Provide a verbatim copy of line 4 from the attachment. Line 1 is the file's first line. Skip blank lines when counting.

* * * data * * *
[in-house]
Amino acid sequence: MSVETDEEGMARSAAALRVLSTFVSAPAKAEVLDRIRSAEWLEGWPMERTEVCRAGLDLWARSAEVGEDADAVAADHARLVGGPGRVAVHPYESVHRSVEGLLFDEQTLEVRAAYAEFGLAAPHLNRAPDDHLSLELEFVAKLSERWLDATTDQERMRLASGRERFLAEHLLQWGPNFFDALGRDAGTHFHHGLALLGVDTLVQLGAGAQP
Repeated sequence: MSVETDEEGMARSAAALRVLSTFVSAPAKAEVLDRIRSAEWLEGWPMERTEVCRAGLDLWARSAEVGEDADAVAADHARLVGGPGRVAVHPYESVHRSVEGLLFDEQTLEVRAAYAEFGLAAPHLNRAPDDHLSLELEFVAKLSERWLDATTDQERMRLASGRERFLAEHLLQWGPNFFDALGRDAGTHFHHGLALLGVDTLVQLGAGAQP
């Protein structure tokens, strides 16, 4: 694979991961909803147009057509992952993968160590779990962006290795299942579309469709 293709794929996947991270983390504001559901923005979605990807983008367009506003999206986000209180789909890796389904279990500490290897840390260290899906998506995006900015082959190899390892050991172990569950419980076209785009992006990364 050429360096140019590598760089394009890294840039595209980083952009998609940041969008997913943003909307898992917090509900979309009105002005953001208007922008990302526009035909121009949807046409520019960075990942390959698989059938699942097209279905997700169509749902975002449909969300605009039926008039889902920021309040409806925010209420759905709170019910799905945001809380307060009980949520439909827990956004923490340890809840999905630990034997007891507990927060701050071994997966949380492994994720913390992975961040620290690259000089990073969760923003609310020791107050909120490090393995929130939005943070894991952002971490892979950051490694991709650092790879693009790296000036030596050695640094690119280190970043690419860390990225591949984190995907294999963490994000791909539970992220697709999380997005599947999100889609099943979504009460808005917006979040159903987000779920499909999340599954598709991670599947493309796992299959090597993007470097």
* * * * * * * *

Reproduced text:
């Protein structure tokens, strides 16, 4: 694979991961909803147009057509992952993968160590779990962006290795299942579309469709 293709794929996947991270983390504001559901923005979605990807983008367009506003999206986000209180789909890796389904279990500490290897840390260290899906998506995006900015082959190899390892050991172990569950419980076209785009992006990364 050429360096140019590598760089394009890294840039595209980083952009998609940041969008997913943003909307898992917090509900979309009105002005953001208007922008990302526009035909121009949807046409520019960075990942390959698989059938699942097209279905997700169509749902975002449909969300605009039926008039889902920021309040409806925010209420759905709170019910799905945001809380307060009980949520439909827990956004923490340890809840999905630990034997007891507990927060701050071994997966949380492994994720913390992975961040620290690259000089990073969760923003609310020791107050909120490090393995929130939005943070894991952002971490892979950051490694991709650092790879693009790296000036030596050695640094690119280190970043690419860390990225591949984190995907294999963490994000791909539970992220697709999380997005599947999100889609099943979504009460808005917006979040159903987000779920499909999340599954598709991670599947493309796992299959090597993007470097």